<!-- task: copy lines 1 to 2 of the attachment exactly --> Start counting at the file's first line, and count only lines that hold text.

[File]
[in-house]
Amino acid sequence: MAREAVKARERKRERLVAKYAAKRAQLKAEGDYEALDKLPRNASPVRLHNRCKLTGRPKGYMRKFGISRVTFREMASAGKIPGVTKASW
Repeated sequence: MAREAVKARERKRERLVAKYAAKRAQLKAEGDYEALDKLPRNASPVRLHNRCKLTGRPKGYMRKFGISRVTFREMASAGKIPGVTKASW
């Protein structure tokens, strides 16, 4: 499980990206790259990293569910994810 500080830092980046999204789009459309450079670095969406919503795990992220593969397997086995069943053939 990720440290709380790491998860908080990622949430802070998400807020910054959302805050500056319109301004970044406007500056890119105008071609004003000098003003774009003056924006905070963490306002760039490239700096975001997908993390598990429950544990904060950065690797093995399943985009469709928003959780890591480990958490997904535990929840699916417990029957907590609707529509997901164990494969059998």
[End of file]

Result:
[in-house]
Amino acid sequence: MAREAVKARERKRERLVAKYAAKRAQLKAEGDYEALDKLPRNASPVRLHNRCKLTGRPKGYMRKFGISRVTFREMASAGKIPGVTKASW